Investigation under way as Hunter Wildlife Rescue finds 50 dead corellas in Warners Bay Park

IT HAS TO STOP: Hunter Wildlife Rescue president Jill Dean is calling for community  tip-offs after finding 50 dead corellas in Warners Bay Park. Picture: Marina Neil

IT HAS TO STOP: Hunter Wildlife Rescue president Jill Dean is calling for community tip-offs after finding 50 dead corellas in Warners Bay Park. Picture: Marina Neil

“SOMETHING is going on.”

It’s how the president of the volunteer-run Hunter Wildlife Rescue described the mysterious deaths of 50 corellas found in Warners Bay Park last week.

All but confirming the grave fears, autopsies conducted by Toronga Zoo found poison was the "most likely” cause of death for the protected wild bird.

And since photographs of the birds were shared on social media, others in Belmont and Windale, not far from Warners Bay Park, said they have also found clusters of dead birds.

“When you hear of things like this – and you find 50 dead birds in the past week in one particular area – you realise something is going on,” Hunter Wildlife Rescue president Jill Dean said.

Whether the birds were deliberately poisoned will be investigated, but Ms Dean said it would not be the first time local corellas have met foul play.

GRISLY FIND: Jill Dean shared this photograph of the deceased corellas. Picture: Supplied

GRISLY FIND: Jill Dean shared this photograph of the deceased corellas. Picture: Supplied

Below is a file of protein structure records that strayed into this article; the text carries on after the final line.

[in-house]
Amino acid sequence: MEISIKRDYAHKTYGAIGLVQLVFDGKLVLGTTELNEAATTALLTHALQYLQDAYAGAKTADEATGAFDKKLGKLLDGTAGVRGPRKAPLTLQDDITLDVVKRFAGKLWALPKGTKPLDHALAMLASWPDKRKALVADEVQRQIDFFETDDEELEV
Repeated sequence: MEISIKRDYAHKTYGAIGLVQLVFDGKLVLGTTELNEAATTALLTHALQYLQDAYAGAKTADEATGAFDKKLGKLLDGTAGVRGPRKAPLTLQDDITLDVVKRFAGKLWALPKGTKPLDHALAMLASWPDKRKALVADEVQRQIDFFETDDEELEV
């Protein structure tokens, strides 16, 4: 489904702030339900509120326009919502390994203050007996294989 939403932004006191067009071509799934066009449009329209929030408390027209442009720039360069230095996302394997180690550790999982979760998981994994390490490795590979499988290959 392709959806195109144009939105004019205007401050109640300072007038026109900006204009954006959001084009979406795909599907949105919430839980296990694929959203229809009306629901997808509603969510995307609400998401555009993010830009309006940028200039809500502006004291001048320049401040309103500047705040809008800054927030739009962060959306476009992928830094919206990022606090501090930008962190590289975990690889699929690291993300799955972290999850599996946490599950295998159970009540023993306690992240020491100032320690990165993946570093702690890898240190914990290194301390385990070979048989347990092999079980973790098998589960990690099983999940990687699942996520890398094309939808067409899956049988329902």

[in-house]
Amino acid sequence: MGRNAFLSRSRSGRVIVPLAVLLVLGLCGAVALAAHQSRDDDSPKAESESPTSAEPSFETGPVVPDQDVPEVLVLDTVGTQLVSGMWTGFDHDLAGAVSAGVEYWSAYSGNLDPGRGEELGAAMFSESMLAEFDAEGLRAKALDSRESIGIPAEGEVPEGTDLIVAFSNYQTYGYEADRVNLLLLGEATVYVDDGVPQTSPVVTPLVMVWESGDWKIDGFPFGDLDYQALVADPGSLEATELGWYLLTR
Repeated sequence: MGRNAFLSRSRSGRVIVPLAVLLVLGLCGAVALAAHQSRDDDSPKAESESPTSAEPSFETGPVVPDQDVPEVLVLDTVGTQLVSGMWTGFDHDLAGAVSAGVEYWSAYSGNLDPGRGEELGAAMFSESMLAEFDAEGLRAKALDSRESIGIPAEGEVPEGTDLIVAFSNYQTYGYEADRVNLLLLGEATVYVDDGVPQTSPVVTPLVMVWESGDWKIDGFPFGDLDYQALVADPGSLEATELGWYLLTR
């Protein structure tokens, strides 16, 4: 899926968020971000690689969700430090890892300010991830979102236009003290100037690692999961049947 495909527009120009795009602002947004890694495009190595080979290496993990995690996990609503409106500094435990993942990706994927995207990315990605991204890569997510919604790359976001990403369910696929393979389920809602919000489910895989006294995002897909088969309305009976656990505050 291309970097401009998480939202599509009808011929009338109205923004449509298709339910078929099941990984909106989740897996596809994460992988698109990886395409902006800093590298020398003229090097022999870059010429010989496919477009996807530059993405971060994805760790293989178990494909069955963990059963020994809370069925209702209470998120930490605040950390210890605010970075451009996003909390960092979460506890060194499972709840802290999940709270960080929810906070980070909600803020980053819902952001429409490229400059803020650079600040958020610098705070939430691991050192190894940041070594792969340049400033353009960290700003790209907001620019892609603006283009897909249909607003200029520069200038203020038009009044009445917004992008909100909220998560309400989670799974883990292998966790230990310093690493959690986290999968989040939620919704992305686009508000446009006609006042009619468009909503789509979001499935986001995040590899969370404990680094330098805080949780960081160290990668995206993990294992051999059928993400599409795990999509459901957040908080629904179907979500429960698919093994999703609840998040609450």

“I hate to think of some of the reasons behind why someone would do this,” she said.

“It could be the noise, it could be the poo on the road – there are a multitude of factors that could have led to this. 

“Some people, and I get this when I answer the phone, just don’t like wildlife.”

The NSW Environment Protection Authority will conduct a toxicology report after Toronga Zoo determined there was a “bait-like” substance found inside the deceased birds.

“The birds all seem to be in quite good body condition and had no visible lesions. (Eight of 11) of the birds had mixed grain, similar to store bought bird seed, in their crops and gastrointestinal tracts,” concluded Taronga Conservation Society veterinarian Karrie Rose.

“Given the focal nature of the mortality event, lack of lesions suggestive of infectious or parasitic disease, lack of evidence of trauma, and presence of bait-like material in the majority of gastrointestinal tracts of affected animals, poisoning seems most likely.”

IN THE PARK: Corellas are a protected species, but do attract anger because of noise and excrete in residential areas. Picture: Marina Neil

IN THE PARK: Corellas are a protected species, but do attract anger because of noise and excrete in residential areas. Picture: Marina Neil

Ms Dean urged anyone with information over the deaths to come forward. 

She said the poison may not be isolated to corellas and could be affecting other native wildlife.

“From our perspective, we want it to stop,” Ms Dean said. 

“If the birds have been deliberately poisoned, that person should know corellas are a protected species.”

The wildlife group’s reporting hotline is 0418 628 483. 

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